Remember that the accommodations scene in New York City goes well beyond hotels. You can save money—and have a more interesting stay—by considering the following "alternative accommodations".
Private B&B accommodationsAlas, it is illegal to rent vacation apartments in New York City for less than 30 days. So though AirBnB.com, HomeAway.com, VRBO.com and others list dozens of apartment rentals around the city, often going for far less than a hotel room, there is a risk to booking one. However, you can legally rent a room in an apartment, if the owner remains in residence. Think of it as a private B&B (though often breakfast is not included). This type of stay is usually much cheaper than a hotel room, it allows you to meet a friendly local, and it will most likely place you in a residential neighborhood where you live like a local, rather than a visitor. Some of the companies that offer these types of stays include include New York Habitat (www.nyhabitat.com; tel 212/255-8018), Wimdu.com and AirBnB.com. Be sure to get all details in writing and an exact price for the stay, including applicable taxes and fees, before booking.
Inns and Religious Guesthouses
The first home of the Gay Men’s Health Crisis, an 1850 brownstone in the heart of Chelsea, is now the quirky, extremely friendly Colonial House Inn, 318 W. 22nd St. near Eighth Ave. (tel. 800/689-3779). This 20-room four-story walk-up caters to a largely LGBTQ clientele, but everybody is warmly welcomed. Some rooms have shared bathrooms, deluxe rooms have private ones,; some rooms even have working fireplaces. Rates range from $130 to $180, but have been known to dip as low as $89 in January and February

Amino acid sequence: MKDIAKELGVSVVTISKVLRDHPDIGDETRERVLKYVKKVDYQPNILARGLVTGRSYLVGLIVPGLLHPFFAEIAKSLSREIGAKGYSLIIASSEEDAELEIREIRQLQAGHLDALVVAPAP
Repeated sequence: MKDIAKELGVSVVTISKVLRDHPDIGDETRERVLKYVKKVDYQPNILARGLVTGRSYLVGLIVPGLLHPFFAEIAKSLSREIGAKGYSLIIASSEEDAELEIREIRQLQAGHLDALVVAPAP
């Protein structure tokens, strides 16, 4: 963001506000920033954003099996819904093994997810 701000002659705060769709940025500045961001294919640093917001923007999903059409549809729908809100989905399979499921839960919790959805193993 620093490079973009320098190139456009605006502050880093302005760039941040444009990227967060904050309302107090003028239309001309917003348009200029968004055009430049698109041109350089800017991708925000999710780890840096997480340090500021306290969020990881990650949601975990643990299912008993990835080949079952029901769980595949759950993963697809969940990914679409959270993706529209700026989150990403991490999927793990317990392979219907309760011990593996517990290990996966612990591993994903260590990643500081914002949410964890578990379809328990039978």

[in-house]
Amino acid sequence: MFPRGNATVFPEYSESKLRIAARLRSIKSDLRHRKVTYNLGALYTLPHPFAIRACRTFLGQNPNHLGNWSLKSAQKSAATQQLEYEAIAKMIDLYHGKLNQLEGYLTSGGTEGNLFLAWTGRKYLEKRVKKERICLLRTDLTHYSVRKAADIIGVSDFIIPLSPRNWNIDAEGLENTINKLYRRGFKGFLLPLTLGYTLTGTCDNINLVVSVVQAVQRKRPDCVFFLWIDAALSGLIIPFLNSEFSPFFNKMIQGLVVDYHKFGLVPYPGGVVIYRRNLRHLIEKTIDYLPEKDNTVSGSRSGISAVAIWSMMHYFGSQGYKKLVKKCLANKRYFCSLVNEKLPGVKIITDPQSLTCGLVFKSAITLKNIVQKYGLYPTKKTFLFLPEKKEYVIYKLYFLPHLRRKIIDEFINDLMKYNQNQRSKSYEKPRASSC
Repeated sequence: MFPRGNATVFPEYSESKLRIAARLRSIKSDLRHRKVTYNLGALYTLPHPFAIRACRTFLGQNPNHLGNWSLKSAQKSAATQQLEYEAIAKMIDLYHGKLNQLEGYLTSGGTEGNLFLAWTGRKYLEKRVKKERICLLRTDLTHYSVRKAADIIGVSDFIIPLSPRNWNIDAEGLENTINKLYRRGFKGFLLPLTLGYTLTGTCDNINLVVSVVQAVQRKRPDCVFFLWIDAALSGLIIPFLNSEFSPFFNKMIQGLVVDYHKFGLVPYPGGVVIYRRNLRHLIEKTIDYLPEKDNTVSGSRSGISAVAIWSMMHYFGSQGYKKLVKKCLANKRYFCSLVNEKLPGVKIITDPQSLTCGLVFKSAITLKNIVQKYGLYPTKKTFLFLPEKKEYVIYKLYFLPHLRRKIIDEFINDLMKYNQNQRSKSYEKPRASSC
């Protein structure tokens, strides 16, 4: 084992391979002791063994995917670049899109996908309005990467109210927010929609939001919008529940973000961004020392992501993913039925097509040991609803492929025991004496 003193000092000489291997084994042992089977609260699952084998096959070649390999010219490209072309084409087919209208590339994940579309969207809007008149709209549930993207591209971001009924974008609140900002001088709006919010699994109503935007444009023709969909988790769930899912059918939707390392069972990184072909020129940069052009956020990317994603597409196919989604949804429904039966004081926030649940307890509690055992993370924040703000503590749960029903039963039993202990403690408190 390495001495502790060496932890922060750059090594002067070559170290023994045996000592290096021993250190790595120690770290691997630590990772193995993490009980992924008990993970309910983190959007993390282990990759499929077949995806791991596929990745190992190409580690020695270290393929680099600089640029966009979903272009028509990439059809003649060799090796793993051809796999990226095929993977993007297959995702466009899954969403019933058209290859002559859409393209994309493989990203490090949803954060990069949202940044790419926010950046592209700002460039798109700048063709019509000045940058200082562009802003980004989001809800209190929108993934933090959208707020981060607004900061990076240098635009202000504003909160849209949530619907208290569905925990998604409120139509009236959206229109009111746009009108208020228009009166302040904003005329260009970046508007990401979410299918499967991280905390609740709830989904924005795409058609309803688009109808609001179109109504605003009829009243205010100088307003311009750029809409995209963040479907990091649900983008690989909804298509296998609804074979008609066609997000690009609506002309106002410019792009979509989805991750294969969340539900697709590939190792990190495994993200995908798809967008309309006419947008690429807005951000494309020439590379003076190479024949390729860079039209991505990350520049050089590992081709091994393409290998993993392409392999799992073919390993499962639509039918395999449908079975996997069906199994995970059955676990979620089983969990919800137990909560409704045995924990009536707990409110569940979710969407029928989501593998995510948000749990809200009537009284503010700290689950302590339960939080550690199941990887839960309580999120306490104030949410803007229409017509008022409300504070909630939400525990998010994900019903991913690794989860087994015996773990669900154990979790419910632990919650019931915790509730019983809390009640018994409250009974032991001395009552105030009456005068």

For another genuine New York brownstone experience, head to Harlem. It’s anything but a flophouse, but that’s what they call Harlem Flophouse , 242 W. 123rd St., between Adam Clayton Powell and Frederick Douglass boulevards (tel. 347/632-1960). Owner René Calvo has restored the historic row house to Harlem Renaissance splendor, when the “flophouse” was frequented by top musicians and artists of that era. If you visit in the summer, you just might get invited to one of Calvo’s impromptu barbecues. Rooms are $125 most nights of the year.
The House of the Redeemer (7 E. 95th St. off Fifth Ave.; 212/289-0339; www.houseoftheredeemer.org; subway: 6 to 96th St). Open to all, run by the Episcopal Church.
The Leo House (332 W. 23rd St., between Eighth and Ninth aves.; www.leohousenyc.com; 800/732-2438 or 212/929-1010; subway: E, C to 23rd St). Open to all, run by the Catholic Church.The priciest hotel on this list is Brooklyn’s Akwaaba Mansion Bed & Breakfast, at 347 MacDonough St. in a quiet stretch of the Bedford Stuyvesant neighborhood (tel. 866/466-3855). Rooms here go for $220 most nights of the year. But that price includes a delicious Southern-style breakfast and a stay in one of the most charming inns in the city, set in an Italianate 1860’s mansion, with a covered porch and secluded gardens. African art and antiques are sprinkled throughout.Hostels
Open to people of all ages as well as families, the following hostels have a mix of dorm accommodations and private rooms. Rates start at $40−$80 per person at these facilities, varying by date and type of room. Here are NYC’s best maintained hostels:
Hosteling International New York (891 Amsterdam Ave., at the corner of 103rd St.; 212/932-2300; www.hinewyork.org; subway: 1 to 103rd St., or 1, 2, 3 to 96th St.)NY Loft Hostel (249 Varet St., Williamsburg, Brooklyn; www.nylofthostel.com; tel. 718/366-1351; L to Morgan Ave.).
Q4 Hotel/Hostel (29-09 Queens Plaza North, Long Island City, Queens; www.q4hostel.com; tel. 718/706-7700; E, M, N, R, or 7 to Queensborough Plaza).
Vanderbilt YMCA (224 East 47th St. between Second and Third Aves.; www.ymcanyc.org; tel. 212/902-2504; 6, N, or R to 51st St.)
Note: This information was accurate when it was published, but can change without notice. Please be sure to confirm all rates and details directly with the companies in question before planning your trip.